By MICHAEL GINGOLD
Starring Rachel Nichols and Laura Harring
Directed by Miguel Ángel Vivas
Written by Jaume Balagueró, Manu Díez and Miguel Ángel Vivas
By coincidence, INSIDE is the second horror remake to be released in as many weeks directed by a Spanish-speaking filmmaker, after DAY OF THE DEAD: BLOODLINE. The comparison illustrates the difference between a movie that has some artistic ambition behind it, and one that has been merely cranked out to capitalize on a title.
INSIDE, in fact, is an all-Spanish production shot in English, with some heavy hitters in the key creative positions. Jaume Balagueró, who first talked about directing this project nearly a decade ago, scripted with his [REC] 2 co-writer Manu Diéz and Miguel Ángel Vivas, the latter of whom wound up helming it as well. Vivas broke out with the gripping and ghastly home-invasion horror film KIDNAPPED, making him an apt choice to take a whack at French filmmakers Julien Maury and Alexandre Bustillo’s heart-pounding and gut-wrenching 2007 shocker about a ruthless woman terrorizing an expectant mother, determined to violently steal her unborn child.
From the opening scenes, it’s clear that the filmmakers took this gig seriously, bringing to the film a dark, brooding style and an attention to character that were sorely missing in BLOODLINE (and a lot of other opportunistic reboots). What it ultimately lacks is a sense of why this material was revisited in the first place, other than to potentially introduce it to English-speaking audiences who don’t like subtitles. Until the final act, INSIDE doesn’t attempt to fix what ain’t broken, and while the scenario initially retains its unnerving punch, this iteration hews so close to the first for a while that it can’t dispel the aura of second-bestness, and the faithfulness eventually gives way to ill-advised changes to the storyline.
Set, like its predecessor, on Christmas Eve (likely the rainiest one the Chicago area has ever seen), the new INSIDE does work in a few new wrinkles. This time, the opening car accident that kills the husband of Sarah (Rachel Nichols) has left her requiring a hearing aid, and that along with her late-term pregnancy leave her at a particular physical disadvantage after a mysterious visitor (Laura Harring) turns up at her door late at night. At first attempting to talk her way into the house, the woman soon takes a more direct approach, making it clear she wants Sarah’s baby and sparking a cat-and-mouse game with life-or-death stakes for Sarah, and anyone unfortunate enough to turn up to check on her.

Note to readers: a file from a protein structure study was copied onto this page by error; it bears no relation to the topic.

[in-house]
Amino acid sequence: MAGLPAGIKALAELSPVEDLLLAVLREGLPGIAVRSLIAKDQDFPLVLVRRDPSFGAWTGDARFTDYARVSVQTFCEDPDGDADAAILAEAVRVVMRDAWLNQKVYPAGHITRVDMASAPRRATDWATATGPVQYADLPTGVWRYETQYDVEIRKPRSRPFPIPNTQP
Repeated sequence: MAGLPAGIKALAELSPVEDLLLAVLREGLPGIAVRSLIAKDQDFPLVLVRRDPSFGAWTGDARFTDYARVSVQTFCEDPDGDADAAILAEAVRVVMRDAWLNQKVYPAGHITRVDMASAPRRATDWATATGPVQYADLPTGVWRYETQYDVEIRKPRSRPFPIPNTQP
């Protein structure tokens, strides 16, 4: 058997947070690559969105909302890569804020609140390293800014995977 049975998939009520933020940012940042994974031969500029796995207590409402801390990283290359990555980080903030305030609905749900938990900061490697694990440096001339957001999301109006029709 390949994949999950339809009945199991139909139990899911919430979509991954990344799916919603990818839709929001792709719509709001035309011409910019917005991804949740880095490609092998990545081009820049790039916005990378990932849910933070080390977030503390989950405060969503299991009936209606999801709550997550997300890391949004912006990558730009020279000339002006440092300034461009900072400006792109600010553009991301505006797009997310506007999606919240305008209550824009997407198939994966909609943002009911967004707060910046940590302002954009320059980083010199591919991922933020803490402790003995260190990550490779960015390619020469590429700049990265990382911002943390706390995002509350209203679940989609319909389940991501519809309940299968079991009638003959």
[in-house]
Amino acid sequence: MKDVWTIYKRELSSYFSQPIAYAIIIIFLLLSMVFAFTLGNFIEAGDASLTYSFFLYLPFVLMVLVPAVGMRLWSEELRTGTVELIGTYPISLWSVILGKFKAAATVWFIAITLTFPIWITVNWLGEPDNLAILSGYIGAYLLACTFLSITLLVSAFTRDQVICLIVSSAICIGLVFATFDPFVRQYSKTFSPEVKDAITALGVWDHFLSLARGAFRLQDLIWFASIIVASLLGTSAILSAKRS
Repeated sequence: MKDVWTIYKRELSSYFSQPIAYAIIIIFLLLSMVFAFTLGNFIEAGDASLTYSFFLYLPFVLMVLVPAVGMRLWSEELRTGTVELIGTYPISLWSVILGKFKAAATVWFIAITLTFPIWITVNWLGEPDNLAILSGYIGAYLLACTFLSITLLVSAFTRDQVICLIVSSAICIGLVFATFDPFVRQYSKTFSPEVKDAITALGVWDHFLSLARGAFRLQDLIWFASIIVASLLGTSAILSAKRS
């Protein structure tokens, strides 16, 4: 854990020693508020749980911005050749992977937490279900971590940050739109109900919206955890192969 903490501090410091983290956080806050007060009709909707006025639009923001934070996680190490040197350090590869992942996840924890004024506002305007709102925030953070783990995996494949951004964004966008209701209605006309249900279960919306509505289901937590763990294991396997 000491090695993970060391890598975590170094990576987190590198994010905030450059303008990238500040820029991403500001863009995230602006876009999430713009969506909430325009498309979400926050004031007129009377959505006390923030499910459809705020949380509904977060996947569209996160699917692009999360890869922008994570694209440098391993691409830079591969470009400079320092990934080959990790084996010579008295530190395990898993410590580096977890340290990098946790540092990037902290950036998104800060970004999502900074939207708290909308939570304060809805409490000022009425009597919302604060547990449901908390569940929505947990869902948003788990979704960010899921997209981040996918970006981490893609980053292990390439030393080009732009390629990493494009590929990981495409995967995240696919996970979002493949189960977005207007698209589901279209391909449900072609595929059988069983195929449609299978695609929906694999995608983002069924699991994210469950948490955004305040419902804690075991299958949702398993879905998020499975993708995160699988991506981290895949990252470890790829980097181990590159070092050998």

Nichols (once trapped in another one-on-one horrific situation in P2) brings solid sympathy to the terrified but resilient and occasionally resourceful Sarah, and while Harring (MULHOLLAND DR.) goes for an icy evil as opposed to the compelling, consuming madness of the previous film’s Beatrice Dalle, she certainly cuts a menacing figure. One of her victims has been reconceived in a manner allowing the filmmakers to add an extra cruel touch to his demise, while the cops who arrive prove to be pretty much as dumb and ineffective as they were the first time around.
Vivas wrings tension and a few shocking moments in INSIDE’s first hour, even if the blood doesn’t fly quite as copiously as it did under Maury and Bustillo. Eventually, though, the director and his co-writers begin to digress from their inspiration in ways that undercut both the claustrophobia and plausibility. There was no need to “open up” the action this way, or to trot out familiar expository imagery when the villainess’ goal and motivations are already abundantly clear. And the reconceived finale is likely to please neither fans of the original nor viewers new to this story. It’s a shame, because unlike many genre rebooters, this team’s hearts were clearly in the right place, but their INSIDE ends up stranded between honoring its source and attempting to transcend it.